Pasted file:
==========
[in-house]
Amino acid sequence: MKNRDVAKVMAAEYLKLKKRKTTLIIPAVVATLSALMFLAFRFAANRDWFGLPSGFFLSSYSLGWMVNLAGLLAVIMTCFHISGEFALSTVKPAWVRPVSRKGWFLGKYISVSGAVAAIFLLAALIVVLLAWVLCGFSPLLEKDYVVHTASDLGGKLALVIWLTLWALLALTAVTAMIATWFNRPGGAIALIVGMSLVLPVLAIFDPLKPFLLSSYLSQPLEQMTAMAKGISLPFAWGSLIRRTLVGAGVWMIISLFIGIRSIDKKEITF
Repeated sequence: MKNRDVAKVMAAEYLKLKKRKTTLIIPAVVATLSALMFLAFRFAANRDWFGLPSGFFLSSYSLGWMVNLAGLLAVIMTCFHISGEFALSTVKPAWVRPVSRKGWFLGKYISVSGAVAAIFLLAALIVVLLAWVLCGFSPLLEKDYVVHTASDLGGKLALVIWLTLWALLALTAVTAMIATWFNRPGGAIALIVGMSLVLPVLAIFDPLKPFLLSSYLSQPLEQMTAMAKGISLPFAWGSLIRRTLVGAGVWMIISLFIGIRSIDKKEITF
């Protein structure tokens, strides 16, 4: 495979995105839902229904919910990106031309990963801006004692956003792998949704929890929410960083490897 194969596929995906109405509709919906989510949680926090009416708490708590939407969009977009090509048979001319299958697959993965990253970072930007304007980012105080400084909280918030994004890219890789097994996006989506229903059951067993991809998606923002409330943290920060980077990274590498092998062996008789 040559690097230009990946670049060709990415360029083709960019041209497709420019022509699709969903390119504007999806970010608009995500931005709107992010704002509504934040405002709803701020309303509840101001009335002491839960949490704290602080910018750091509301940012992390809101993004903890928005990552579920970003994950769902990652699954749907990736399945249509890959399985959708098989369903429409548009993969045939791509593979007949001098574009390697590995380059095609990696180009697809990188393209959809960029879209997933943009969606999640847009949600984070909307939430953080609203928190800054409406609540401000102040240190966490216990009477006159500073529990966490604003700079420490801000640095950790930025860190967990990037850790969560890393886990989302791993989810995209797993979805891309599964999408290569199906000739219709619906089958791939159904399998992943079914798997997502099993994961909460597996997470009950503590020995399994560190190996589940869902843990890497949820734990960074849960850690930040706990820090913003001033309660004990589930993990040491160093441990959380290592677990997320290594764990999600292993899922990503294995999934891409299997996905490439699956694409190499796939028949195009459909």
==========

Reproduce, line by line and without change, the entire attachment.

[in-house]
Amino acid sequence: MKNRDVAKVMAAEYLKLKKRKTTLIIPAVVATLSALMFLAFRFAANRDWFGLPSGFFLSSYSLGWMVNLAGLLAVIMTCFHISGEFALSTVKPAWVRPVSRKGWFLGKYISVSGAVAAIFLLAALIVVLLAWVLCGFSPLLEKDYVVHTASDLGGKLALVIWLTLWALLALTAVTAMIATWFNRPGGAIALIVGMSLVLPVLAIFDPLKPFLLSSYLSQPLEQMTAMAKGISLPFAWGSLIRRTLVGAGVWMIISLFIGIRSIDKKEITF
Repeated sequence: MKNRDVAKVMAAEYLKLKKRKTTLIIPAVVATLSALMFLAFRFAANRDWFGLPSGFFLSSYSLGWMVNLAGLLAVIMTCFHISGEFALSTVKPAWVRPVSRKGWFLGKYISVSGAVAAIFLLAALIVVLLAWVLCGFSPLLEKDYVVHTASDLGGKLALVIWLTLWALLALTAVTAMIATWFNRPGGAIALIVGMSLVLPVLAIFDPLKPFLLSSYLSQPLEQMTAMAKGISLPFAWGSLIRRTLVGAGVWMIISLFIGIRSIDKKEITF
């Protein structure tokens, strides 16, 4: 495979995105839902229904919910990106031309990963801006004692956003792998949704929890929410960083490897 194969596929995906109405509709919906989510949680926090009416708490708590939407969009977009090509048979001319299958697959993965990253970072930007304007980012105080400084909280918030994004890219890789097994996006989506229903059951067993991809998606923002409330943290920060980077990274590498092998062996008789 040559690097230009990946670049060709990415360029083709960019041209497709420019022509699709969903390119504007999806970010608009995500931005709107992010704002509504934040405002709803701020309303509840101001009335002491839960949490704290602080910018750091509301940012992390809101993004903890928005990552579920970003994950769902990652699954749907990736399945249509890959399985959708098989369903429409548009993969045939791509593979007949001098574009390697590995380059095609990696180009697809990188393209959809960029879209997933943009969606999640847009949600984070909307939430953080609203928190800054409406609540401000102040240190966490216990009477006159500073529990966490604003700079420490801000640095950790930025860190967990990037850790969560890393886990989302791993989810995209797993979805891309599964999408290569199906000739219709619906089958791939159904399998992943079914798997997502099993994961909460597996997470009950503590020995399994560190190996589940869902843990890497949820734990960074849960850690930040706990820090913003001033309660004990589930993990040491160093441990959380290592677990997320290594764990999600292993899922990503294995999934891409299997996905490439699956694409190499796939028949195009459909």